Less than a year into the agreement, that changed, with MbN agreeing the Saudis would also pay for US personnel salaries.

MbN was grateful for USG efforts and assured us full funding would soon follow the signing of these documents, and reconfirmed the SAG’s commitment to pay all OPM-MOI costs. He also agreed to fund all USG employee costs, concurring with any necessary TCA changes to allow such payments, commenting that “hopefully the lawyers will not cause us any problems.”

And already by the time MbN made that agreement, the US was installing military and State employees to oversee this effort (see more on these personnel here).

Now, I’m not entirely sure how innovative it is that the Saudis are funding US hires to defend their oil infrastructure. But MbN’s quip about the lawyers suggests some sensitivity on this front. Continue reading

Mohammed bin Nayef’s Debutante Ball

This Marc Lynch post on America’s Saudi problem is worth reading for its discussion of how our uncritical support for Saudi Arabia undermines our efforts in the Middle East.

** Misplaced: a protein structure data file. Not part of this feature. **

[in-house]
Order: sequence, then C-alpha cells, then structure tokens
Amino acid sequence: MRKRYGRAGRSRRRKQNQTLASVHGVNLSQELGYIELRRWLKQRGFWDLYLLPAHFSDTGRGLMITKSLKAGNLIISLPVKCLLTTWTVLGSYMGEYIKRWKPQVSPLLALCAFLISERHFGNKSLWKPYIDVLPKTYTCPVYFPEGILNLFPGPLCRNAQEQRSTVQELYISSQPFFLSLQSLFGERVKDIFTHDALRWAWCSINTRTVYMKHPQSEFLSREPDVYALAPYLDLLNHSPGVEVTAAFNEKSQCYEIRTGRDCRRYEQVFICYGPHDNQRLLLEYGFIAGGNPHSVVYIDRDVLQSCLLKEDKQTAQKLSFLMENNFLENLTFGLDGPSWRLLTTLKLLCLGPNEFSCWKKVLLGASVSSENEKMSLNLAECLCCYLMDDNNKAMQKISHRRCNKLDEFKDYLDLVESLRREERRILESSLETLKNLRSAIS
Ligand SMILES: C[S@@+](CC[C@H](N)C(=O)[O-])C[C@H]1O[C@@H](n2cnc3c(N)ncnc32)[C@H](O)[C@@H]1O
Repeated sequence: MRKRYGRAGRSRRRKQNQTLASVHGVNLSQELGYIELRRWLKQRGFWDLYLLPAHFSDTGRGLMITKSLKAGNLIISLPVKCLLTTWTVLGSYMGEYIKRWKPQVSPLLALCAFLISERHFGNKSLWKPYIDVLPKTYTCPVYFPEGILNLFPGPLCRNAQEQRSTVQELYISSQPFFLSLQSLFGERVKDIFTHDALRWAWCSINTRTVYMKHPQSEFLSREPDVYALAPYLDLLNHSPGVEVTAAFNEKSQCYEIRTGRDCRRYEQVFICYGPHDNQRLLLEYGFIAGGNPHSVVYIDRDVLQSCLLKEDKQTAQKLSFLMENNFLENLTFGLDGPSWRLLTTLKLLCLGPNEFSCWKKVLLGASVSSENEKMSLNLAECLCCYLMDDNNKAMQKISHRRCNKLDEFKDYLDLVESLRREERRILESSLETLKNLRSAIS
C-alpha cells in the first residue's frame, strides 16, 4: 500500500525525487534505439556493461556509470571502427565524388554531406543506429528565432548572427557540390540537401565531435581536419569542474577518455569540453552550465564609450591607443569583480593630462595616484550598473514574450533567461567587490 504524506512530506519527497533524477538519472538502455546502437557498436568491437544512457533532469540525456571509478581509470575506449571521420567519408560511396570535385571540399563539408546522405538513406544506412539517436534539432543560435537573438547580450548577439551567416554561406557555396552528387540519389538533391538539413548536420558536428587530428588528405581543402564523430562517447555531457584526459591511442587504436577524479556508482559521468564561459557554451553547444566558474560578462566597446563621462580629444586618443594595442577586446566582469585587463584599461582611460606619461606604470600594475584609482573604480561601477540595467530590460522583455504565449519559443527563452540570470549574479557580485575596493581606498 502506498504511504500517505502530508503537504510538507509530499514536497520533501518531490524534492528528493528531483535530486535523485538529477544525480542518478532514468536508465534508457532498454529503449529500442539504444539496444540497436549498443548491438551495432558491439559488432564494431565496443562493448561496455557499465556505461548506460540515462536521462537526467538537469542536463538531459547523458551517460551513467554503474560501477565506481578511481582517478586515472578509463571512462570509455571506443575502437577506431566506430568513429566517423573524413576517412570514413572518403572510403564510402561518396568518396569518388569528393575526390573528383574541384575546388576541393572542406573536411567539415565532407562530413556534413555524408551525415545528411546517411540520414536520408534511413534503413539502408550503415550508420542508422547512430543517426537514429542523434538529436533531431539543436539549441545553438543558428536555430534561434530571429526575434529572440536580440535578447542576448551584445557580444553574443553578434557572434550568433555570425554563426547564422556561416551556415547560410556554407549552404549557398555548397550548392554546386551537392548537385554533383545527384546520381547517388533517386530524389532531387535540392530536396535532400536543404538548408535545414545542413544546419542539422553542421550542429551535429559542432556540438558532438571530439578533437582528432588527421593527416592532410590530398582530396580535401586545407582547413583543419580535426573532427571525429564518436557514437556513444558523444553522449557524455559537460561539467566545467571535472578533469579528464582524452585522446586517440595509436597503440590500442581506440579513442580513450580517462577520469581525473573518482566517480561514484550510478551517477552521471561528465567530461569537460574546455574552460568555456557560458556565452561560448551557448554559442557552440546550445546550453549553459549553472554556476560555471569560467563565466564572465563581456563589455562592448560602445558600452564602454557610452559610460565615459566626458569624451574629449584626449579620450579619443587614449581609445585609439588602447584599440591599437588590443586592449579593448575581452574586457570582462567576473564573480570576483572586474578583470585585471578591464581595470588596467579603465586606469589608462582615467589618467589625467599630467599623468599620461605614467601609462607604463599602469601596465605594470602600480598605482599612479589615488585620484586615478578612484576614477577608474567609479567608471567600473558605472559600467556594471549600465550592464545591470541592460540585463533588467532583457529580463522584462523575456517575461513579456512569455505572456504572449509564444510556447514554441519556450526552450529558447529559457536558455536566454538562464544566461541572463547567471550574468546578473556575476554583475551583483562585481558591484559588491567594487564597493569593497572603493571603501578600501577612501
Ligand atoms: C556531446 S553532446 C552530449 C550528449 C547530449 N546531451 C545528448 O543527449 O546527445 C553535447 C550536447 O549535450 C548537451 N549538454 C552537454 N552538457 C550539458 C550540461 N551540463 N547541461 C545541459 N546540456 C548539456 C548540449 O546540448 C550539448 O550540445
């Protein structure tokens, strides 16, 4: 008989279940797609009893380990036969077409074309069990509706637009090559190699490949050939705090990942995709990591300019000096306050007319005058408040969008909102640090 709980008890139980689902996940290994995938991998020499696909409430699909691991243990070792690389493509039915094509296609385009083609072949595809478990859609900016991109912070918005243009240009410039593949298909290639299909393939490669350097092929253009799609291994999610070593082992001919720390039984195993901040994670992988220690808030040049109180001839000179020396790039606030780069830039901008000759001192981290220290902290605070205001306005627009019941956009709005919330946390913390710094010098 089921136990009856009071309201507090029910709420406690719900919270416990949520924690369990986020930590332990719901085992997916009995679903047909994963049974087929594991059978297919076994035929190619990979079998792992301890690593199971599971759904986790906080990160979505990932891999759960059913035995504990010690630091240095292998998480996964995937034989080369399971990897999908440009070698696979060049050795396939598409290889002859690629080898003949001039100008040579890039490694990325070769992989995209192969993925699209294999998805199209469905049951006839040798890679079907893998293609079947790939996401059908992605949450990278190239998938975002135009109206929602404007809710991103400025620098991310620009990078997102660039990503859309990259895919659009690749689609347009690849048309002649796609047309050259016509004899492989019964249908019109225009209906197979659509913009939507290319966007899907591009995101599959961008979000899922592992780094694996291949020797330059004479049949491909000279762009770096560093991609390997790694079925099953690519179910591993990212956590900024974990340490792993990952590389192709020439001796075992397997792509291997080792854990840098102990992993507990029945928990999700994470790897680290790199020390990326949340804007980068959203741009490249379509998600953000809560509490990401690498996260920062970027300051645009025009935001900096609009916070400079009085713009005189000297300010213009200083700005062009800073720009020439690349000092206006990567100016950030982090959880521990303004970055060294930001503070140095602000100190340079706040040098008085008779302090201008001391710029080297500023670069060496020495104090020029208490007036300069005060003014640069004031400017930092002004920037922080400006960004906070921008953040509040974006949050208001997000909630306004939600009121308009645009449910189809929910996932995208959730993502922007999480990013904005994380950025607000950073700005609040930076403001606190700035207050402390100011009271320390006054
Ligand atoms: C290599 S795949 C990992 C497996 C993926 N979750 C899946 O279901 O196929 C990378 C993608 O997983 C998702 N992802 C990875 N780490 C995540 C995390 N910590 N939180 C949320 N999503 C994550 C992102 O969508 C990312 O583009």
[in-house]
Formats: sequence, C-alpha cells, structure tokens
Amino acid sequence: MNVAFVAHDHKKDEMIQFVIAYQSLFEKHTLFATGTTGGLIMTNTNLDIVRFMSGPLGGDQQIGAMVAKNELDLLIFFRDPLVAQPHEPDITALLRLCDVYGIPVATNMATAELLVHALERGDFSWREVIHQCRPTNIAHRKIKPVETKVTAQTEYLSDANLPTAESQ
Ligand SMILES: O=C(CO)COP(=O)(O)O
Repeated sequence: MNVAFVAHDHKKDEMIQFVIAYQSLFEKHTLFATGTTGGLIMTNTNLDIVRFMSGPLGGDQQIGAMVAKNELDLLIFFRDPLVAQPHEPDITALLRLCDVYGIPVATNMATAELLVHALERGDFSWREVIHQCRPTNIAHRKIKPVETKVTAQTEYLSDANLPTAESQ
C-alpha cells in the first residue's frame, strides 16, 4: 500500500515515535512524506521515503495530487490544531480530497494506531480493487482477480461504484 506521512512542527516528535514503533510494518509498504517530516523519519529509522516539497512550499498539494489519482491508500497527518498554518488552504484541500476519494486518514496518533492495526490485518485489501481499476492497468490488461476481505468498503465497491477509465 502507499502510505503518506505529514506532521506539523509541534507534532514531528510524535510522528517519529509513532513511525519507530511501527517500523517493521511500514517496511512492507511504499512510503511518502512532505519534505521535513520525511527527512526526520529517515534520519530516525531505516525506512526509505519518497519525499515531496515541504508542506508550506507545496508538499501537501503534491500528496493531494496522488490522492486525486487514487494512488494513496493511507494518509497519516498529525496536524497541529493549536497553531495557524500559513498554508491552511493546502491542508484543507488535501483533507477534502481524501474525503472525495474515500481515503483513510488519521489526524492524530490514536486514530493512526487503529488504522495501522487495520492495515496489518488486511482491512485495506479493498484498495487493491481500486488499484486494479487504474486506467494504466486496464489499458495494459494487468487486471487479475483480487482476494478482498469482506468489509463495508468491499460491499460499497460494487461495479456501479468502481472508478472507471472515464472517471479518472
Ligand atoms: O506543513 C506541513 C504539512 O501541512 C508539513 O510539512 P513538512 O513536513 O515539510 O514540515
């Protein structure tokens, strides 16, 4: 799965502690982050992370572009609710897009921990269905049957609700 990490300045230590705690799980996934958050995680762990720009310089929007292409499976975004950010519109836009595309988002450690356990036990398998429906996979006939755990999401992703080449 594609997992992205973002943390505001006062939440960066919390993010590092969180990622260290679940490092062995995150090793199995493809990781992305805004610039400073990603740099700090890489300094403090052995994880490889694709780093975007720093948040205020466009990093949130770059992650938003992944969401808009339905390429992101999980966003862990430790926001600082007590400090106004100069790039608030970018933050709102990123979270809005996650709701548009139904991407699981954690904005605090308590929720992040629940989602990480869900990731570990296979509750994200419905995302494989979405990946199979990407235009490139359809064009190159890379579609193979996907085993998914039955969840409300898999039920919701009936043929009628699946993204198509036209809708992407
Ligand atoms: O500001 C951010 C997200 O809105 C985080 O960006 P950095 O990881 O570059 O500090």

America’s alliance with Saudi Arabia remains the greatest contradiction inherent in its attempt to align itself with popular aspirations for change in the region. A Saudi exception certainly makes things such as coordinating the containment of Iran easier for diplomats on a daily basis. But it sustains and perpetuates a regional order which over the long term is costly to sustain and clearly at odds with American normative preferences.

It’s also notable because it remains one of the few commentaries I’ve seen to mention Mohammed bin Nayef’s trip to DC from 10 days ago.

For instance, the symbolism of President Obama’s unusual meeting with new Saudi Interior Minister Mohammed bin Nayef, which looked to many Saudis like an endorsement of someone they identify with the most repressive and anti-democratic trends in the kingdom, was unfortunate.